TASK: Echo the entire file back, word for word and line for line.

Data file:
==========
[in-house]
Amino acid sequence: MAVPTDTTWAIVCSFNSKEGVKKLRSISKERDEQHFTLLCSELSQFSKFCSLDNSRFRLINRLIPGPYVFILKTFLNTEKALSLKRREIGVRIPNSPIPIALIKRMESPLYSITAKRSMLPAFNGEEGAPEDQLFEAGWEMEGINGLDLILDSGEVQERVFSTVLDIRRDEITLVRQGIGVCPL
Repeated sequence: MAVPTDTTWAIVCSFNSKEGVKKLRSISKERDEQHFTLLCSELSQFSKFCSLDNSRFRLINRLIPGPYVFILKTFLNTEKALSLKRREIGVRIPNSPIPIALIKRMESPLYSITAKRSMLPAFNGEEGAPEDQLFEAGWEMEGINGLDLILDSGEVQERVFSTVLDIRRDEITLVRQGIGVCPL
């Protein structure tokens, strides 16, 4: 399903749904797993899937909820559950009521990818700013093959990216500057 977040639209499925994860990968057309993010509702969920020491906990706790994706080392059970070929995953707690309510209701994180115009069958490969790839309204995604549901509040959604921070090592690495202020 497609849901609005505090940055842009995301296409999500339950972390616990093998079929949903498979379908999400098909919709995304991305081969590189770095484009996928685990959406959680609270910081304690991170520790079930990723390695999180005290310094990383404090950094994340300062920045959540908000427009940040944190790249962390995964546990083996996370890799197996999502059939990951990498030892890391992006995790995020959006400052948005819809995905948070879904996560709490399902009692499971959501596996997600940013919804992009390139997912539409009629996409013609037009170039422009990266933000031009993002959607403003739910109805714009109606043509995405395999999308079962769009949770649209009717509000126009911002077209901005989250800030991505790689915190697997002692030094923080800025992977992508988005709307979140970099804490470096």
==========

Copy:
[in-house]
Amino acid sequence: MAVPTDTTWAIVCSFNSKEGVKKLRSISKERDEQHFTLLCSELSQFSKFCSLDNSRFRLINRLIPGPYVFILKTFLNTEKALSLKRREIGVRIPNSPIPIALIKRMESPLYSITAKRSMLPAFNGEEGAPEDQLFEAGWEMEGINGLDLILDSGEVQERVFSTVLDIRRDEITLVRQGIGVCPL
Repeated sequence: MAVPTDTTWAIVCSFNSKEGVKKLRSISKERDEQHFTLLCSELSQFSKFCSLDNSRFRLINRLIPGPYVFILKTFLNTEKALSLKRREIGVRIPNSPIPIALIKRMESPLYSITAKRSMLPAFNGEEGAPEDQLFEAGWEMEGINGLDLILDSGEVQERVFSTVLDIRRDEITLVRQGIGVCPL
């Protein structure tokens, strides 16, 4: 399903749904797993899937909820559950009521990818700013093959990216500057 977040639209499925994860990968057309993010509702969920020491906990706790994706080392059970070929995953707690309510209701994180115009069958490969790839309204995604549901509040959604921070090592690495202020 497609849901609005505090940055842009995301296409999500339950972390616990093998079929949903498979379908999400098909919709995304991305081969590189770095484009996928685990959406959680609270910081304690991170520790079930990723390695999180005290310094990383404090950094994340300062920045959540908000427009940040944190790249962390995964546990083996996370890799197996999502059939990951990498030892890391992006995790995020959006400052948005819809995905948070879904996560709490399902009692499971959501596996997600940013919804992009390139997912539409009629996409013609037009170039422009990266933000031009993002959607403003739910109805714009109606043509995405395999999308079962769009949770649209009717509000126009911002077209901005989250800030991505790689915190697997002692030094923080800025992977992508988005709307979140970099804490470096």